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Taoiseach's Irish airspace warning to UK pie in the sky, say unionists

Leo Varadkar
Leo Varadkar
Jim Allister

By Staff Reporter

The Government and unionists yesterday rejected Leo Varadkar's claim that British aircraft could be barred from the Republic's airspace in the event of a no deal Brexit.

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A Downing Street spokeswoman said that so-called "overflight rights" are guaranteed by international treaties rather than EU membership, and that the UK was confident of reaching a deal that included "aviation access".

She added: "It's wrong to claim that Ireland could simply stop the UK from flying over its land as a result of Brexit.

"The reason we say that is because overflight rights are not guaranteed by the EU, rather by multilateral treaty which both ourselves and Ireland have signed up to."

Speaking in Co Kerry on Wednesday, Mr Varadkar said a no deal Brexit would see Britain leave the Single European Sky programme, which co-ordinates flights, adding: "If they want their planes to fly over our sky, they would need to take that into account."

He added: "The situation at the moment is that the UK is part of the Single European Sky and if they leave the EU they are not.

"And that does mean if there was a no deal hard Brexit next March, the planes would not fly and Britain would be an island in many ways - and that is something they need to think about."

East Antrim DUP MP Sammy Wilson accused Dublin of "dreaming up new ways of intimidating the UK to stay in the EU".

He said the Taoiseach might think his "Brit-bashing" helped in his domestic electoral rivalry with Sinn Fein, and that his pro-EU rhetoric would ingratiate him with Brussels.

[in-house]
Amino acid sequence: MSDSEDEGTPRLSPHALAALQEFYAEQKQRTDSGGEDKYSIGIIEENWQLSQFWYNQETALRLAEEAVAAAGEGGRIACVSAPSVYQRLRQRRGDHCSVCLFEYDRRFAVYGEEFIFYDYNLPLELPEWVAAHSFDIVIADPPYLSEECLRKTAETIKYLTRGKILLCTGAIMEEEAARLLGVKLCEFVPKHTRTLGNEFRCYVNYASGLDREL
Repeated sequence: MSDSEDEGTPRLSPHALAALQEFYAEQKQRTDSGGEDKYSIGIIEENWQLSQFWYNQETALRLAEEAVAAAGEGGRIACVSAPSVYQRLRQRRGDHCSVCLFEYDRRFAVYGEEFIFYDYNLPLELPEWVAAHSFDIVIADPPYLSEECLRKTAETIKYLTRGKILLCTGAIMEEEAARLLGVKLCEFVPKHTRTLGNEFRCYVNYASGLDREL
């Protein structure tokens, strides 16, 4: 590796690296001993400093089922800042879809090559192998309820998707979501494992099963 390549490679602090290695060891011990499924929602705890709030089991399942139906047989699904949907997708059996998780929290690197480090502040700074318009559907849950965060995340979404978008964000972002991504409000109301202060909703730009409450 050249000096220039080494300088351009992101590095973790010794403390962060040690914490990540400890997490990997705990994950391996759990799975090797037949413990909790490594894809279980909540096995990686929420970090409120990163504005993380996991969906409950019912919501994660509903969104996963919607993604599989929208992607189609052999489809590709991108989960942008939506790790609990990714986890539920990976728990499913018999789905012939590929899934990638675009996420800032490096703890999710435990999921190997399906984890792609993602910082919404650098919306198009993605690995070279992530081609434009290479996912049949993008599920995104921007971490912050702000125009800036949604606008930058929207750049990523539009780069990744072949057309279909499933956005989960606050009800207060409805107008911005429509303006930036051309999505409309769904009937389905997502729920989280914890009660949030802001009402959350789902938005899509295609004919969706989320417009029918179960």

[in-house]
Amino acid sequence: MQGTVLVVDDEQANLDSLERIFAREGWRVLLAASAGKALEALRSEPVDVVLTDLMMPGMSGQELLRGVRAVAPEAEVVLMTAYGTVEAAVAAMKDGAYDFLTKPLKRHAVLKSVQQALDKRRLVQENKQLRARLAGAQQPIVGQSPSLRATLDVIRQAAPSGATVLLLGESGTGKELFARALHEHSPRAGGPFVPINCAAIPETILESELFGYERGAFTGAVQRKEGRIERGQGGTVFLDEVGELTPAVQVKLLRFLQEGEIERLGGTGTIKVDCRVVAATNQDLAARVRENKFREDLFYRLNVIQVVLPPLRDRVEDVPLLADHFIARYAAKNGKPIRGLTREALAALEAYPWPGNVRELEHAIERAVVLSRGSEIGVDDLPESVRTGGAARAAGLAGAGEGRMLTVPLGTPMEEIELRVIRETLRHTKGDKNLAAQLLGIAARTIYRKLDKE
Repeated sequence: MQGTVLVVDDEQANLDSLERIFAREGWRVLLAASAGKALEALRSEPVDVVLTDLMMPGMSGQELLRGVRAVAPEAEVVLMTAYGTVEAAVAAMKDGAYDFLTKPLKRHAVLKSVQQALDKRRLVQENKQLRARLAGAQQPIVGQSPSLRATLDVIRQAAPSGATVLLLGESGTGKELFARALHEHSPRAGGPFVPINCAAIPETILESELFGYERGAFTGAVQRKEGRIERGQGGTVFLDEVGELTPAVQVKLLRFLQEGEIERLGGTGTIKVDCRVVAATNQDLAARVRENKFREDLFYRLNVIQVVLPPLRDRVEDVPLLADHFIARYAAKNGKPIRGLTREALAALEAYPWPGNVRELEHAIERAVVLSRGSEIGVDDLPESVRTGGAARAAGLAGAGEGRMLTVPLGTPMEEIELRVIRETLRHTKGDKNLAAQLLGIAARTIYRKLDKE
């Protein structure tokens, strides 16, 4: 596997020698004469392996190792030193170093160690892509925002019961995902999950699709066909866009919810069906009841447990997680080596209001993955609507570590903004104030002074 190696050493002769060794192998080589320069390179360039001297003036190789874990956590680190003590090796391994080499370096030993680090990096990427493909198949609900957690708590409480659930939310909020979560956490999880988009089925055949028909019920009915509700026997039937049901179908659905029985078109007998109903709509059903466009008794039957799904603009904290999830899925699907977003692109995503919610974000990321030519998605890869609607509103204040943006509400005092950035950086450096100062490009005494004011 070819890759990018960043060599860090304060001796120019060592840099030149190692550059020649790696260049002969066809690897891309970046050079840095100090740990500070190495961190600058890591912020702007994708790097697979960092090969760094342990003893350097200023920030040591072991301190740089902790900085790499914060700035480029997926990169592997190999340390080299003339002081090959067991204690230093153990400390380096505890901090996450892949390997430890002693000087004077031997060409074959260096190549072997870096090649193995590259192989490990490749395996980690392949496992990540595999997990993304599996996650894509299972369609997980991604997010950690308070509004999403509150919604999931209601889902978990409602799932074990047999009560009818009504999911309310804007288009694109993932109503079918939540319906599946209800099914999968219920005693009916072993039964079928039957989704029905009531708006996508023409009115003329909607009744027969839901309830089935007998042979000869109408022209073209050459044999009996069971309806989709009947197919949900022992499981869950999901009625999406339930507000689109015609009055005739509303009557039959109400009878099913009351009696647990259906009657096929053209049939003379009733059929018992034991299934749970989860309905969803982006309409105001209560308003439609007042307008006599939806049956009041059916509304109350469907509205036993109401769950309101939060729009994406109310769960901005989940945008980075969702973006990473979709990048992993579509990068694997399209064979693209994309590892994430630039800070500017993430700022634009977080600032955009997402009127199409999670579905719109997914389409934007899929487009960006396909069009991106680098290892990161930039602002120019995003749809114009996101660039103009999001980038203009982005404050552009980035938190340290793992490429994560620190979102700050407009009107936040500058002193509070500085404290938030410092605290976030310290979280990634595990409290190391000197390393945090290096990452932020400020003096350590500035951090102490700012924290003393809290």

"However, like the SDLP, he will find out that wearing Sinn Fein clothes only plays to the electoral advantage of Sinn Fein and he will also find that as they have done with Greece, the bureaucrats in Brussels will regard a small nation like Ireland as collateral damage if they believe it is necessary to sacrifice their interests in the wider pursuit of protecting the European project," Mr Wilson added.

TUV leader Jim Allister pointed out that the Irish Government had recently signed an agreement to allow the RAF to operate over the Republic in the event of a terrorist attack.

He said: "Given that the Irish state is dependent on the RAF for its air defence in the event of a terrorist attack, it is obviously exceedingly unwise for Varadkar to pompously and arrogantly suggest that Dublin could deny civilian aircraft from the UK access to Irish airspace.

"It seems he wants to have his cake and eat it."

Trade body Airlines UK said good aviation links were "vital to the continuing success and growth of both the UK economy and that of our EU counterparts".

A spokesman added: "The sector brings value to both sides of the negotiation. That's the whole point, aviation is an economic enabler, not a British or EU export.

"Airlines continue to support the UK Government in reaching a deal that protects market access to, from and within the EU and - like all air service agreements - can be split off from the main trade deal.

"As the third largest aviation market in the world we believe this will be in the interests of EU countries like Ireland as much as the UK."

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